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Reel Time Fishing Northwest

Mark Yuasa covers fishing and outdoors in the Pacific Northwest.

May 8, 2012 at 10:08 AM

Giant halibut comes up from the deep water off westside of Whidbey Island

BigHalibut140pd.jpg

Every year the sport halibut fishery in the eastern Strait of Juan de Fuca and Admiralty Inlet seems to generate a fish exceeding the century mark, which is of monster-sized proportions by Washington standards.

The halibut fishery that began last Thursday also started off with some nice-size fish being caught that averaged 50 to 80 pounds, plus one giant flattie that topped the scales at 140 pounds.

Don Wood of Kent and his fishing partner Wynn Bushong of Renton who owns a 22-foot Sea Sport called the Moxie had just spent last Thursday and Friday (May 3-4) getting skunked while chasing halibut out of Port Townsend.

Their hard times of fishless days took a quick change last Saturday (May 5) when they anchored up the boat around 7:30 a.m., and dropped their lines down in the northern part of Admiralty Inlet.

The pair had been fishing for about 10 minutes near their friends in another boat when something big hooked onto Wood’s fishing pole.

At first the fish popped the leader off the downrigger clip.

“I started to feed it line making sure the fish had enough time to chop down the herring, and once I knew we had it hooked up, I started to get a head shake,” Wood said. “The fish then just stayed down there for a while.”

Wood and Bushong knew they had hooked into a good-sized halibut, but how big was the big question.

The fish finally came up to the surface a good distance away from their boat, but the current was running so hard they had to unhook themselves from the anchor, and started to chase the fish.

“It made a couple of good runs on top of the water, and then went down a couple times,” said Wood who fished all his life, but just started halibut fishing last season. “Our friends saw the fish on the surface about 10 feet from their boat, and they said it was about 30 or 40 pounds, but I felt it was a lot bigger.”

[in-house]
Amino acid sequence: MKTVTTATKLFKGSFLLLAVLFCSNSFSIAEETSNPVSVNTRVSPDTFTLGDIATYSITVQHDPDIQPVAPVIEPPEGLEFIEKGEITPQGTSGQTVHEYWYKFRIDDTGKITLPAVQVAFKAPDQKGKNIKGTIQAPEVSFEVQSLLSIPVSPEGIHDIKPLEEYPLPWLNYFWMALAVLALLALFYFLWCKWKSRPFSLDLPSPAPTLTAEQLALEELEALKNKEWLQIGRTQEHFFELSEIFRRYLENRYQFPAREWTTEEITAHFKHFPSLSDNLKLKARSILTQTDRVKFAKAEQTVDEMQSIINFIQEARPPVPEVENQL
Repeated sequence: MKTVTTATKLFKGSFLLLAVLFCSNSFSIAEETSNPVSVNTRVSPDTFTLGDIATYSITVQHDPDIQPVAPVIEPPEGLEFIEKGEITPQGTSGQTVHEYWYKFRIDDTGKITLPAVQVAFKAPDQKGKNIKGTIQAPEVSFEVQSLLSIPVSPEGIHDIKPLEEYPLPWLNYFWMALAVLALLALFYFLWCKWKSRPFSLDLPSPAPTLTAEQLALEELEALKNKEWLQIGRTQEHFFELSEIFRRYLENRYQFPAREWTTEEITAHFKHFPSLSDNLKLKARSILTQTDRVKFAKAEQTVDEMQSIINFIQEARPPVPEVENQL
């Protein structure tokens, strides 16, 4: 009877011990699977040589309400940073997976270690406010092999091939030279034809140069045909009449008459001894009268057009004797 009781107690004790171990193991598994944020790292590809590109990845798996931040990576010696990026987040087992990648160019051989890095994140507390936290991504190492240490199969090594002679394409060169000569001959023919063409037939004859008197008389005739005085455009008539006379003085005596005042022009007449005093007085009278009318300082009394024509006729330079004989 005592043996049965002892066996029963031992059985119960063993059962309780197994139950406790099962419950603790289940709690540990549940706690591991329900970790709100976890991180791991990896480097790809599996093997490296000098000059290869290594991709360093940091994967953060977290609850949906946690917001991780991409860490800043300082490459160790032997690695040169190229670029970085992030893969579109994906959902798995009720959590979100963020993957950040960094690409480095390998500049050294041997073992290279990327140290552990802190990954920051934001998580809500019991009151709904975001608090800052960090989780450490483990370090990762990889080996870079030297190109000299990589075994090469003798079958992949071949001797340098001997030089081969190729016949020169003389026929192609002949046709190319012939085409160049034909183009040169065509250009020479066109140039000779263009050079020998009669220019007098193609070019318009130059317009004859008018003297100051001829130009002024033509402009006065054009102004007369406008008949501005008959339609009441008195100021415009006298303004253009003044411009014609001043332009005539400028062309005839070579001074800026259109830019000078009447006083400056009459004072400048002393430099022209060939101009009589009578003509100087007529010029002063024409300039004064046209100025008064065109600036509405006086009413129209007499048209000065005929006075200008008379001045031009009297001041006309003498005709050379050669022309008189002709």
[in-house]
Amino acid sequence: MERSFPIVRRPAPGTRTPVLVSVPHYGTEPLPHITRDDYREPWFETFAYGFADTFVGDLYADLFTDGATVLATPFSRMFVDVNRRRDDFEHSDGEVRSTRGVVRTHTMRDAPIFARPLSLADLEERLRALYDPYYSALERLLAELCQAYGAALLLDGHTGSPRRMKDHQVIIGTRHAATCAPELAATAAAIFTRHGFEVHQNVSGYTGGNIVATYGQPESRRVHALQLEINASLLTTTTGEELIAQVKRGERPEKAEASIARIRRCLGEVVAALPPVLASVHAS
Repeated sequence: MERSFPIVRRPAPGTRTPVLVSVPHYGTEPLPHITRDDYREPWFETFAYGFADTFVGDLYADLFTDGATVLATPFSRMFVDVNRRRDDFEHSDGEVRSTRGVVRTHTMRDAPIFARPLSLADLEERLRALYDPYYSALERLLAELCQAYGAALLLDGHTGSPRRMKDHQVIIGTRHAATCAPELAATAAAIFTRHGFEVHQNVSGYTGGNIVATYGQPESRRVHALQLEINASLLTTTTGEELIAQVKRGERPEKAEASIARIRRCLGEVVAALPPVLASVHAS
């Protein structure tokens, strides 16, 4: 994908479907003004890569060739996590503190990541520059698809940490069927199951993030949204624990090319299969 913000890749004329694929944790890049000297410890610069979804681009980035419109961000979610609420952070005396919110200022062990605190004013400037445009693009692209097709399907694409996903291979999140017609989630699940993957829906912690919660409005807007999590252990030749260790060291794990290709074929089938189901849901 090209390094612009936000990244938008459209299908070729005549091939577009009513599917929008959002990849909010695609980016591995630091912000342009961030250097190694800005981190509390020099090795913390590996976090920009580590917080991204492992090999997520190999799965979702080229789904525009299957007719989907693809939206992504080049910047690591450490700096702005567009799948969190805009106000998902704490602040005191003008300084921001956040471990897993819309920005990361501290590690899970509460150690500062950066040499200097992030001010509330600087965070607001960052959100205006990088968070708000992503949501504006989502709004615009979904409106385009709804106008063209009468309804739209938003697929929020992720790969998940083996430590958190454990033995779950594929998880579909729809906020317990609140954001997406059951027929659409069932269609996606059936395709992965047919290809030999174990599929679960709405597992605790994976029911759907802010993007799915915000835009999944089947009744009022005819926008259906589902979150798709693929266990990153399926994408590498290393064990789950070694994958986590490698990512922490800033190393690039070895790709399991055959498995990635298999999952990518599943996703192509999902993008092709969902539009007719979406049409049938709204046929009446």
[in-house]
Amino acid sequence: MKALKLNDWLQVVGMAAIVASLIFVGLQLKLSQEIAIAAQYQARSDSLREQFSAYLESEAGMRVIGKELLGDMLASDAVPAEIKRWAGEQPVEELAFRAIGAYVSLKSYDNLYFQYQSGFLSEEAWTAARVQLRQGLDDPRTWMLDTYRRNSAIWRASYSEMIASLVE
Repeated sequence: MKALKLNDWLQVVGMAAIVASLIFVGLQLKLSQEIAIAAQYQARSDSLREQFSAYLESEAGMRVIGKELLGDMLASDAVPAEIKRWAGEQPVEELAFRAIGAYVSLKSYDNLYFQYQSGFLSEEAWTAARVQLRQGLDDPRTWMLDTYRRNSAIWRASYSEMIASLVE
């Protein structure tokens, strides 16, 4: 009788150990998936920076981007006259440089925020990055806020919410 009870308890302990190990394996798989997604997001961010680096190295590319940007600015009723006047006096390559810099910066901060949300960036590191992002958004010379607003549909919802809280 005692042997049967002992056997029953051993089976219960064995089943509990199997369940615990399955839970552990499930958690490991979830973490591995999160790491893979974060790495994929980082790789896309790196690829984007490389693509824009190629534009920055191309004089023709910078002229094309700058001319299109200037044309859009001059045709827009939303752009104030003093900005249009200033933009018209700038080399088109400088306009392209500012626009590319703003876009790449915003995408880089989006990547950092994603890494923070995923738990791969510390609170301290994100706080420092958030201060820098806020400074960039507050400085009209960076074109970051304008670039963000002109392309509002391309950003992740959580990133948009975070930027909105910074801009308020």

After an hour long battle the halibut finally got tired, and Wood won the fight.

Wood got it alongside the boat where they harpooned and cleated it onto the boat. They clubbed the fish a few times, and then shot it with a handgun.

“We didn’t have a scale, but it measured out to 65 inches and the estimated weight was about 140 pounds,” Wood said. “It was definitely a once in lifetime halibut to catch around here, and the biggest fish I’ve ever caught.”

While the word around the boat ramps and marinas was about the big-sized halibut the overall catch was nothing stellar and much slower than last year, according to Larry Bennett, the state Fish and Wildlife checker in Port Angeles where the average was about one fish caught per every two to eight boats.

Last year it was almost a fish per boat average, and the biggest reported caught was a 178 pounder off Green Point located just east of Port Angeles.

The eastern Strait and some parts of Puget Sound halibut fishery are open Thursdays to Saturdays only through June 2, except for Memorial Day, when it is open Thursday to Monday.

(Photo courtesy of Don Wood)

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